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Controversies in Rheumatology.
  1. JAMES R SEIBOLD
  1. Scleroderma Program, Robert Wood Johnson Medical School, New Brunswick, New Jersey, USA

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    Controversies in Rheumatology. Edited by D A Isenberg and L B Tucker. (Pp 180; £49.95). London: Martin Dunitz, 1997. ISBN 1-85317-395-9.

    It has been said of cardiology that no medical discipline enjoys such a wealth of high quality data, which in turn are routinely ignored in practice. Rheumatology can be considered the opposite. As a group, we tend to enthusiastically accept preliminary and incomplete data as definitive. The pathogenesis of this optimism is our difficulty as a discipline (largely because of economics) of developing and realising the appropriate definitive clinical trials. This multiauthored text features 15 short reviews by true experts in diverse areas of clinical rheumatology where the core issues are important but where the crucial data are lacking and where reasonable differences in opinion can be easily supported.

    Subjects run a diverse gamut from our incomplete understanding of the pathogenesis of growth retardation in juvenile chronic arthritis to a review of the increasing doubtful role of heat-shock proteins in joint inflammation. Each essay is tersely and elegantly presented with economical use of tables and comparatively short and highly focused bibliographies. The editors are to be commended for having effectively enforced reasonable uniformity of style and scientific depth. The net result is an immensely readable and generally well done book.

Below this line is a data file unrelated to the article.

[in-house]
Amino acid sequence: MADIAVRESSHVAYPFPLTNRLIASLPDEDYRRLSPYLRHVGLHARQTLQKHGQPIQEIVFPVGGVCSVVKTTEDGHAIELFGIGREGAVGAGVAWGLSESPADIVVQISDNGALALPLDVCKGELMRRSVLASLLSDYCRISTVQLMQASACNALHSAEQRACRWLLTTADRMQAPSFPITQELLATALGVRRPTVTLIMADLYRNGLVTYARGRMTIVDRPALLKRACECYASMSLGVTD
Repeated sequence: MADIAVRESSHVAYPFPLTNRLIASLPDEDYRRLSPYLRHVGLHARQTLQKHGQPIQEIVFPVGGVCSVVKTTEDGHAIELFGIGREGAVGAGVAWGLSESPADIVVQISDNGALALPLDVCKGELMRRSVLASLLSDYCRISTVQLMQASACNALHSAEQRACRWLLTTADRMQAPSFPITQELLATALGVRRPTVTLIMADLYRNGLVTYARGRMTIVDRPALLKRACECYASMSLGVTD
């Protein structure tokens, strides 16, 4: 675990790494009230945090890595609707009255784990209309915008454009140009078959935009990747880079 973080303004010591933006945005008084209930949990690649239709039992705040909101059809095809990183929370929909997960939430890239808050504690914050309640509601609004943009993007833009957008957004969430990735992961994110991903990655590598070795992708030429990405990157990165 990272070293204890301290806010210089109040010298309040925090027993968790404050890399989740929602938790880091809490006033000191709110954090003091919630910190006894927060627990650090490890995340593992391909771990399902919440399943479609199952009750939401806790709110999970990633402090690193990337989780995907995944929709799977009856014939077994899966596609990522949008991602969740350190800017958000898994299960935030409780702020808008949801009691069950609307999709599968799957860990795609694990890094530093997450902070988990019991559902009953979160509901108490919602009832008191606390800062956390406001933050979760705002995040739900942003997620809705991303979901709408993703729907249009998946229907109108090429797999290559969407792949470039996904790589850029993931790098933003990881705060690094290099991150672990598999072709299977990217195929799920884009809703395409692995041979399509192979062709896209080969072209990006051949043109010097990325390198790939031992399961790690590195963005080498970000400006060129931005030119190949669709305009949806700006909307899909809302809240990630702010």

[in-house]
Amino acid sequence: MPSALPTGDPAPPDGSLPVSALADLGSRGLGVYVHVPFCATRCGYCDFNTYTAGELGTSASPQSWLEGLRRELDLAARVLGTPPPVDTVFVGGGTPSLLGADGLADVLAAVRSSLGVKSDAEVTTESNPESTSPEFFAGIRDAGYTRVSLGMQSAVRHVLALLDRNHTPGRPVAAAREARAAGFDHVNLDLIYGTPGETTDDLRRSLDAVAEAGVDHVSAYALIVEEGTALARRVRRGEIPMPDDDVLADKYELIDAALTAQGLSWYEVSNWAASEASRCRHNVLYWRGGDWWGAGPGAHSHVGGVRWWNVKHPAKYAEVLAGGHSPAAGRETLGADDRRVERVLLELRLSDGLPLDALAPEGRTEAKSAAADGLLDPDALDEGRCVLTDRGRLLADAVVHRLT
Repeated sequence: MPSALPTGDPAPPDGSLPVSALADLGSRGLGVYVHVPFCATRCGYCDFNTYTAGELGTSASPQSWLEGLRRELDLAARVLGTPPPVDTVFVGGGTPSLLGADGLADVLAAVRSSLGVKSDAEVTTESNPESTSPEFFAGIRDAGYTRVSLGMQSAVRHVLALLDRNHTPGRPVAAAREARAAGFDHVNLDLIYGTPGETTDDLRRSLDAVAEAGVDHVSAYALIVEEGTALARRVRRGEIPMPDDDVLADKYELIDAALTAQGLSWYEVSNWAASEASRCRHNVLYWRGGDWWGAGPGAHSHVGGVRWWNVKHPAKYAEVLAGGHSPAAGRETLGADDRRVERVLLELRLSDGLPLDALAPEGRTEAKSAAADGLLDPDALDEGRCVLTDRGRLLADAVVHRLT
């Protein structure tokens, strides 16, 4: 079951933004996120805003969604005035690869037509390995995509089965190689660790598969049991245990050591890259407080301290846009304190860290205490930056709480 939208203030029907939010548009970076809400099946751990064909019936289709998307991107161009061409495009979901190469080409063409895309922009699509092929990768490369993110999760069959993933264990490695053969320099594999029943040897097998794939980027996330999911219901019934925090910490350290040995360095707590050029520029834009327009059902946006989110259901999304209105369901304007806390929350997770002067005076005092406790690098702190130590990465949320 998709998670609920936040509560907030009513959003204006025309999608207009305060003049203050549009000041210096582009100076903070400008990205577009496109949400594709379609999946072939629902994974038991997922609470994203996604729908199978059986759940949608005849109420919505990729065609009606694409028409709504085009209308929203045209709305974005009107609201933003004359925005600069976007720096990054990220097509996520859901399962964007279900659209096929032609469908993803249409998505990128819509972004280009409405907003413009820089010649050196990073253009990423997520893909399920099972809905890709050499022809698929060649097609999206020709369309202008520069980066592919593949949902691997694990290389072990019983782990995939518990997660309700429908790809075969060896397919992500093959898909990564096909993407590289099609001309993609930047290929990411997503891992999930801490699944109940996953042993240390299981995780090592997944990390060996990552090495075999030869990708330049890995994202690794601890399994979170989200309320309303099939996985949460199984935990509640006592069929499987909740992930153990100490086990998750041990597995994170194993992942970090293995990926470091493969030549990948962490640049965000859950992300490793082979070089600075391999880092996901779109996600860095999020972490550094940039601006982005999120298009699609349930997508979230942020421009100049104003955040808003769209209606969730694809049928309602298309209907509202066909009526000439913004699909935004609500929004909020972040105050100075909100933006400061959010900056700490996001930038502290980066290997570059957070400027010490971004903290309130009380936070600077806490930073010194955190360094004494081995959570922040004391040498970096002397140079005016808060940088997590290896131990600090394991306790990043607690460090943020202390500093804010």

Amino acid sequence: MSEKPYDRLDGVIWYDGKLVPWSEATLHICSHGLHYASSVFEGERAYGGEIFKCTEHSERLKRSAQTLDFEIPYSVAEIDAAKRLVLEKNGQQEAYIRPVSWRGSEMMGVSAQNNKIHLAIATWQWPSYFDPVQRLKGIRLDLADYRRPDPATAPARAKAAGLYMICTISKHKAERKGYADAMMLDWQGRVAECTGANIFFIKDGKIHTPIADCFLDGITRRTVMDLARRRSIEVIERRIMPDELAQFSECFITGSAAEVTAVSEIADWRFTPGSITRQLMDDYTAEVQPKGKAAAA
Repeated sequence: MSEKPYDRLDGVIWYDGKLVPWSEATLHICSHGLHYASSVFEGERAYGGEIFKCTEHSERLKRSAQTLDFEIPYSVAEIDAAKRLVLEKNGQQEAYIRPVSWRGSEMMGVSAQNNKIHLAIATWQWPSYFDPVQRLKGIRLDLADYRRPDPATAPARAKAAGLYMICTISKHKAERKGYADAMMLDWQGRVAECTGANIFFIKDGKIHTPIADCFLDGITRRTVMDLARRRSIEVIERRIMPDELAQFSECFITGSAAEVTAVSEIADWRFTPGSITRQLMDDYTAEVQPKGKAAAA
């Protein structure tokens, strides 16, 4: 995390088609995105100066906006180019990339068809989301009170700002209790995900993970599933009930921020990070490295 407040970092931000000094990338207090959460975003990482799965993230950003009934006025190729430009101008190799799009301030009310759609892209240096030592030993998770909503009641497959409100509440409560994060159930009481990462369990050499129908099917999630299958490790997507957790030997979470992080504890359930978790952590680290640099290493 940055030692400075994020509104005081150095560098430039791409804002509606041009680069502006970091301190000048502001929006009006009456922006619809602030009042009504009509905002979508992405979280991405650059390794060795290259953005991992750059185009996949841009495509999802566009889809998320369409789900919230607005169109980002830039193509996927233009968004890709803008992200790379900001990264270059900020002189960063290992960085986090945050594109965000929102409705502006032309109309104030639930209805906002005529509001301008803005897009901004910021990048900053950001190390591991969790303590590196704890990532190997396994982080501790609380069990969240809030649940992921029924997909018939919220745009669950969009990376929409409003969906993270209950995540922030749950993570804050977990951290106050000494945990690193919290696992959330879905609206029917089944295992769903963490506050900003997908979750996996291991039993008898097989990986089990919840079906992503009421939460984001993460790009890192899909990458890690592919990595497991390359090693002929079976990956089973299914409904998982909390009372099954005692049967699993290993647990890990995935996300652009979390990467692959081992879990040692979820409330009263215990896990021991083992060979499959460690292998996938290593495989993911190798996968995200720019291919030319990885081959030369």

The weaknesses of the text are its relative superficiality and the diversity of its chosen subjects. Regarding superficiality, we are told that pain is the commonest complaint of rheumatology patients and that antibodies are immunoglobulin molecules. Regarding diversity, topics in addition to those mentioned above include the role of HLA-DRB1 in rheumatoid arthritis, the role of gastroprotective agents in practice, the appropriate use of methotrexate and the newer investigational monoclonal antibodies in rheumatoid management, the epidemiology of systemic lupus erythematosus in Africa, the role of Klebsiella in ankylosing spondylitis, as well as clinical treatises on issues of diagnosis and management of systemic lupus erythematosus, so called ‘mixed connective tissue disease’, and childhood rheumatological disorders. The editorial goal was eclecticism, the result is one of diffuseness.

    There is little new or insightful information for the authors’ peer group of focused researchers. I would recommend the text to the senior trainees or junior faculty members seeking to identify an area of research focus and/or to the clinical generalist as a time efficient mode of catching up with selected changing subject areas.

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